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 Table of Contents  
Year : 2020  |  Volume : 4  |  Issue : 1  |  Page : 1-6

Current status and recent advances in preimplantation genetic testing for structural rearrangements

1 Department of Genetics, Shanghai Ji Ai Genetics and IVF Institute, Obstetrics and Gynecology Hospital, Fudan University, Shanghai 200011, China
2 Department of Genetics, Shanghai Ji Ai Genetics and IVF Institute; Shanghai Key Laboratory of Female Reproductive Endocrine Related Diseases, Obstetrics and Gynecology Hospital, Fudan University, Shanghai 200011, China

Date of Submission04-Jan-2020
Date of Decision13-Feb-2020
Date of Acceptance04-Mar-2020
Date of Web Publication2-Apr-2020

Correspondence Address:
Cong-Jian Xu
Obstetrics and Gynecology Hospital, Fudan University, 419 Fangxie Road, Shanghai 200011
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Source of Support: None, Conflict of Interest: None

DOI: 10.4103/2096-2924.281855

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Preimplantation genetic testing (PGT) is an early form of prenatal genetic diagnosis, which can identify the abnormal embryos cultured in vitro, allow only transfer of genetically normal embryos, and improve the pregnancy rate. In recent years, the rapid development of microarrays and next-generation sequencing (NGS) technologies has remarkably accelerated the clinical application of PGT. In particular, a variety of detection methods have emerged and achieved significant progress in PGT for structural rearrangements (PGT-SR). The detection-related abilities of these methods range from the detection of limited chromosome aneuploidy to comprehensive chromosome screening of the whole genome to differentiation of embryos with normal or balanced translocation/inversion karyotypes. In this study, we reviewed PGT-SR-related detection techniques to provide a better reference for clinical application and research. We have also discussed the potential development of novel techniques in the future.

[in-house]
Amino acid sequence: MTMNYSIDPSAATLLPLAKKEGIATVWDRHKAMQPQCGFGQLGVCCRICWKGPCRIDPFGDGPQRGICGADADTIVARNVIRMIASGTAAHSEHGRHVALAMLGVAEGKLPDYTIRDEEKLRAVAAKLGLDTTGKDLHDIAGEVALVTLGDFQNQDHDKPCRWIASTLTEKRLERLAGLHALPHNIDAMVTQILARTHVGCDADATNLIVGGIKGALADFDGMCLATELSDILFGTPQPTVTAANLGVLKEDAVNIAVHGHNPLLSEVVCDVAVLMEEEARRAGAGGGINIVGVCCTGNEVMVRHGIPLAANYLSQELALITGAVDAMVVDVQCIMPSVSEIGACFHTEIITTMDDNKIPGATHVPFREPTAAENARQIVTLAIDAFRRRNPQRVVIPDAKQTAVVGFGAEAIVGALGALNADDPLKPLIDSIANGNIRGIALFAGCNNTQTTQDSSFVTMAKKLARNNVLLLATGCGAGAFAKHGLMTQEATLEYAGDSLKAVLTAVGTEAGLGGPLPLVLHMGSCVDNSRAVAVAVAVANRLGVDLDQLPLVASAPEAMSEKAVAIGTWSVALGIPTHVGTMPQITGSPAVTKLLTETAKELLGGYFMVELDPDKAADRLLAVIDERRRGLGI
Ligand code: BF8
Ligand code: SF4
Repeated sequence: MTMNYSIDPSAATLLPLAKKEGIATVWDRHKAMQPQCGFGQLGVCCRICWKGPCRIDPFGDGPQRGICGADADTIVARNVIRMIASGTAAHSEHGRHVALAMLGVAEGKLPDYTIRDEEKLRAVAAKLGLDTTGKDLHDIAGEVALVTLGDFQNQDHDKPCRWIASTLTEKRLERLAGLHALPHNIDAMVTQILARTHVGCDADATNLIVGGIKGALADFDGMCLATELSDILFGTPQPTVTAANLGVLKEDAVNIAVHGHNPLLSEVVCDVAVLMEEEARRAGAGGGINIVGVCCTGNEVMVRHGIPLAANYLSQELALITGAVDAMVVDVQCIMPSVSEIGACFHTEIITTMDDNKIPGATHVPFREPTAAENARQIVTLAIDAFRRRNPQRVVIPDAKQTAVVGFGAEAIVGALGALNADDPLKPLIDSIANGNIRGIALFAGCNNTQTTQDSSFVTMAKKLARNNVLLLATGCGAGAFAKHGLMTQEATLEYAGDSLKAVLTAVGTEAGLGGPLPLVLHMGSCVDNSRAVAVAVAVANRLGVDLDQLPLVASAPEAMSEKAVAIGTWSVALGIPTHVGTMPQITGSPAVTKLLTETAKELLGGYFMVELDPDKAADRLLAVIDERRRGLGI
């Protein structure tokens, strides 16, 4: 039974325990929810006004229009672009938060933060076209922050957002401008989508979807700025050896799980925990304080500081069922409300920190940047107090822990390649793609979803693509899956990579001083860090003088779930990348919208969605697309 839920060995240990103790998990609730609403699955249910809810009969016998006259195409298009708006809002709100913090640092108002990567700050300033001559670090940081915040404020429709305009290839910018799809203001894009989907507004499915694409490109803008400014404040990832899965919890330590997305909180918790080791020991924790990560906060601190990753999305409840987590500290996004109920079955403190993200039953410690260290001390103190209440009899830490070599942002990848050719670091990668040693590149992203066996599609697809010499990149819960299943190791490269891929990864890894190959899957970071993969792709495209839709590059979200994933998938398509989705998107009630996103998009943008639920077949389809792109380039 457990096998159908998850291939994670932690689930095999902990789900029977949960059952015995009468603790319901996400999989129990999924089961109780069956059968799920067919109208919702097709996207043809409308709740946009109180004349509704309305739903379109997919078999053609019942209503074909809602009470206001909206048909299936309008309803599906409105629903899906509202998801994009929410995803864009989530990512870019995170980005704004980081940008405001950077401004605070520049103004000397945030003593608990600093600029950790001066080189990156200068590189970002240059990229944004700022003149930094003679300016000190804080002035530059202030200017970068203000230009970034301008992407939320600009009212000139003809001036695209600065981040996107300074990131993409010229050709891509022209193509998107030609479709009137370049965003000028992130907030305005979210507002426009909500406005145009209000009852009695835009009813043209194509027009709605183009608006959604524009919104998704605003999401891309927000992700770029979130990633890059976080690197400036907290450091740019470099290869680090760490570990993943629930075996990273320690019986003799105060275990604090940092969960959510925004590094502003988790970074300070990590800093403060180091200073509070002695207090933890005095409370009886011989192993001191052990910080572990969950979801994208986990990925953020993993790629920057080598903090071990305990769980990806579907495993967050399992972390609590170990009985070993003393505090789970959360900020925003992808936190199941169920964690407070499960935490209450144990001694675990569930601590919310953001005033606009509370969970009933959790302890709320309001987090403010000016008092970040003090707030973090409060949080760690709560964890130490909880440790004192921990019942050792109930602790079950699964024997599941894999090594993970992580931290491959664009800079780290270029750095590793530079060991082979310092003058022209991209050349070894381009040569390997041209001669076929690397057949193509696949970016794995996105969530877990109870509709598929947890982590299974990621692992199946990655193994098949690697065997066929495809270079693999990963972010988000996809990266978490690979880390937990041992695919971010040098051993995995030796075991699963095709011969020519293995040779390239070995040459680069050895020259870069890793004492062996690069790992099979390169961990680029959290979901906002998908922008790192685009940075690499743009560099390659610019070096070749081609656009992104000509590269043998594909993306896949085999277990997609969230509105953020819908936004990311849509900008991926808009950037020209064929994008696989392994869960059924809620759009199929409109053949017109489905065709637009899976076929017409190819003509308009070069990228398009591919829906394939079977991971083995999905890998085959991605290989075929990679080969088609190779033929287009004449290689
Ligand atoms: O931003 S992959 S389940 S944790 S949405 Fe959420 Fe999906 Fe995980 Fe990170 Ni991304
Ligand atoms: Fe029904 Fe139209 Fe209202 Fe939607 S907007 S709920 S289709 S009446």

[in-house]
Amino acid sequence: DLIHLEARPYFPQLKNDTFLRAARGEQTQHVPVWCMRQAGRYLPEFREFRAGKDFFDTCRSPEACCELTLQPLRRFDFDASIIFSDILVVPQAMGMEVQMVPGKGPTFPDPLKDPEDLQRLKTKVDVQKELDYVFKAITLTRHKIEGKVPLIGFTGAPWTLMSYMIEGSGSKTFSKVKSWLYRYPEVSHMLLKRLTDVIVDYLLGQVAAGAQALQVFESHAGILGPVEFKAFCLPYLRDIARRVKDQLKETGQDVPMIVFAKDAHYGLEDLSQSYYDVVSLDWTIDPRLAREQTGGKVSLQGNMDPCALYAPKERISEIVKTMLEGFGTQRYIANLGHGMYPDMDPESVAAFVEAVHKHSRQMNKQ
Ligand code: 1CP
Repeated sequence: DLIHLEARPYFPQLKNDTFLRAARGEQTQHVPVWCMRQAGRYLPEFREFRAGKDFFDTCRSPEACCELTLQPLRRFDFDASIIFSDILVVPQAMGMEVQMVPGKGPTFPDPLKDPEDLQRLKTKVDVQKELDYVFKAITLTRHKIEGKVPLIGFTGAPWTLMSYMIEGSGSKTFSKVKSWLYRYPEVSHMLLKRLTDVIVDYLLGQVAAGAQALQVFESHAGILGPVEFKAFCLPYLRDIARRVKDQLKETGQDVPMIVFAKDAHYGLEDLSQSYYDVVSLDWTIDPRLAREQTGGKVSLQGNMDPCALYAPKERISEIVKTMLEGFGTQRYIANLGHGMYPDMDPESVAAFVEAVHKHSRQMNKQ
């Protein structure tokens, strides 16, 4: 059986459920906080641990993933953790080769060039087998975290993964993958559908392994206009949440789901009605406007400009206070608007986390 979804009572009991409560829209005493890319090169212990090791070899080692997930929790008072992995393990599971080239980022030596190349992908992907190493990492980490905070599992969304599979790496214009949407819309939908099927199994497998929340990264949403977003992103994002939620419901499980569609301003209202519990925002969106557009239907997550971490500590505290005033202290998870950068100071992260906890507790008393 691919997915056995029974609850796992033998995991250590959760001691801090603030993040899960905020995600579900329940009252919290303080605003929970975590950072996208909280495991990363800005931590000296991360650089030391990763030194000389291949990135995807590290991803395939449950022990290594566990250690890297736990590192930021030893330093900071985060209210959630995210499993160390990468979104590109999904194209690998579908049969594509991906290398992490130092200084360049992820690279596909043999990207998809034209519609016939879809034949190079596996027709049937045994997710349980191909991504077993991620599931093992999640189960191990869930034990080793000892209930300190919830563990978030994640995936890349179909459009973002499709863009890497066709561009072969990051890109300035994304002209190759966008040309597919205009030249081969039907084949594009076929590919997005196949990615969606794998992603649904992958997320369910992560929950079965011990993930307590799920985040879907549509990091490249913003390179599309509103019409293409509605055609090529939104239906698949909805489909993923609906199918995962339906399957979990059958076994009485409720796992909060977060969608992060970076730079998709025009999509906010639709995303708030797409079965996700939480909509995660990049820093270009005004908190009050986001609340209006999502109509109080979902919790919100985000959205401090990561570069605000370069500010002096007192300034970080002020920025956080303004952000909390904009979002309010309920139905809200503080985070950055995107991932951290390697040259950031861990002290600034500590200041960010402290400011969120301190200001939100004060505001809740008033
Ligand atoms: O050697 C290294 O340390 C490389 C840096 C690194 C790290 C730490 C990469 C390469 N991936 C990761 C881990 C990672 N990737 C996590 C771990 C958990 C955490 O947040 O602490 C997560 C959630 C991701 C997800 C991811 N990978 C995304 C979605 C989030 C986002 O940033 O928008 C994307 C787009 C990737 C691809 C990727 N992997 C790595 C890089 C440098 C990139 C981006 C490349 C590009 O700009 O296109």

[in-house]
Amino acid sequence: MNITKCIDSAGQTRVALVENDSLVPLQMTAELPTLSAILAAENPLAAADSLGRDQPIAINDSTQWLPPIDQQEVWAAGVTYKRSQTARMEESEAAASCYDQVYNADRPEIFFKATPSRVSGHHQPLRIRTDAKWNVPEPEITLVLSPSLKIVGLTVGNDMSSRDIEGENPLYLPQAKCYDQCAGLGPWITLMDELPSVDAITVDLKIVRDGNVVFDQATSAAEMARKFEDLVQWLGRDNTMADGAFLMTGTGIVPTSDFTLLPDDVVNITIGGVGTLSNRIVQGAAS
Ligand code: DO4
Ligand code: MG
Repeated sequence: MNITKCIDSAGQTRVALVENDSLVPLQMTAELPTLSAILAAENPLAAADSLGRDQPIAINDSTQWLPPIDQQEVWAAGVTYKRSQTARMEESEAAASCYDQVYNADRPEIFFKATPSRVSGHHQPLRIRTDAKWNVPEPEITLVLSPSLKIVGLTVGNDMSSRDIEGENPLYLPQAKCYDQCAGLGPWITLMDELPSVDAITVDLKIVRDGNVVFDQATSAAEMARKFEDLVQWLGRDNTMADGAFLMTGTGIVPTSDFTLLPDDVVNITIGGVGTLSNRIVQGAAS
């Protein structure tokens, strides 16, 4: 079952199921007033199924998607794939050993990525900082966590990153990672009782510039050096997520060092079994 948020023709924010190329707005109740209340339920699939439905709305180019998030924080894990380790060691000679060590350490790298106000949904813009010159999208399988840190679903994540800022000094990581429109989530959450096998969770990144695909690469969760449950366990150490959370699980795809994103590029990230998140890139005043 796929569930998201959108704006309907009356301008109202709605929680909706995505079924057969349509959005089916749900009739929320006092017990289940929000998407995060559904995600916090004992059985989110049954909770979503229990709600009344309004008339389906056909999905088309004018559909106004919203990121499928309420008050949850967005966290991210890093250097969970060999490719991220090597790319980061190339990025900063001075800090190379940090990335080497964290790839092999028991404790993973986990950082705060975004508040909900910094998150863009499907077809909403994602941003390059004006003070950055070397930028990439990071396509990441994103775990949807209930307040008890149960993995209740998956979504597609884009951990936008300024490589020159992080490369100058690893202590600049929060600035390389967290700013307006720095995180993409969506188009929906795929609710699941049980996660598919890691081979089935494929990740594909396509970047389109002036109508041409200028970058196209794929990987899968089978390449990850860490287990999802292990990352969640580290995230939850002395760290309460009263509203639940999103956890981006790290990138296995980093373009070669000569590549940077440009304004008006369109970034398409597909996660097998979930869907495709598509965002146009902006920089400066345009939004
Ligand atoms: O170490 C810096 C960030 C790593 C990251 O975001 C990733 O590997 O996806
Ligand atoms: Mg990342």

Keywords: Chromosome Aneuploidy, Inversion Karyotype, Preimplantation Genetic Testing, Structural Chromosomal Rearrangement, Structural Rearrangement, Translocation Karyotype

How to cite this article:
Zhang S, Lei CX, Sun XX, Xu CJ. Current status and recent advances in preimplantation genetic testing for structural rearrangements. Reprod Dev Med 2020;4:1-6

How to cite this URL:
Zhang S, Lei CX, Sun XX, Xu CJ. Current status and recent advances in preimplantation genetic testing for structural rearrangements. Reprod Dev Med [serial online] 2020 [cited 2021 Jan 20];4:1-6. Available from: https://www.repdevmed.org/text.asp?2020/4/1/1/281855

  Introduction Top

Preimplantation genetic testing (PGT) has already been introduced since 1990 by selecting female embryos to prevent the birth of male patients affected with X-linked mental retardation and adrenoleukodystrophy. Initial experiments with animals as early as 1890 and those that followed in the middle and later parts of the 20th century paved the way for assisted reproductive technology and PGT.[1],[2][3] PGT can be divided into three types according to patients' indication: aneuploidy (PGT-A), monogenic disorders (PGT-M), and structural rearrangements (PGT-SR).[4] Among these, patients who undergo PGT-SR are primarily carriers of balanced chromosomal translocations and inversions. Because these carriers have no numerical gain or loss of genetic material, most are phenotypically considered normal. However, these carriers may face fertility problems, mainly as a result of producing high amounts of unbalanced gametes; this is associated with infertility, recurrent spontaneous abortion, and pregnancies involving congenital abnormalities. During the pachytene stage of prophase I, the translocated chromosomes and the two corresponding normal chromosomes form trivalent or quadrivalent structures, which allow the pairing of homologous regions and increase reproductive risk due to the complex segregation patterns. Transferring diploid embryos through in vitro fertilization combined with PGT-SR is the primary solution for these patients,[5],[6] and PGT-SR can improve the clinical pregnancy rate by 45%–70% in patients with translocations.[7],[8],[9] With the development of microarray and next-generation sequencing (NGS), PGT-SR can detect anomalies ranging from limited chromosome aneuploidy to comprehensive chromosome screening (CCS) of the whole genome and to effectively identify embryos with structural chromosomal abnormalities. The currently available techniques can effectively distinguish embryos that carry a normal karyotype from those with a balanced translocation karyotype, thereby preventing the birth of offspring who will face the same fertility complications as their parents.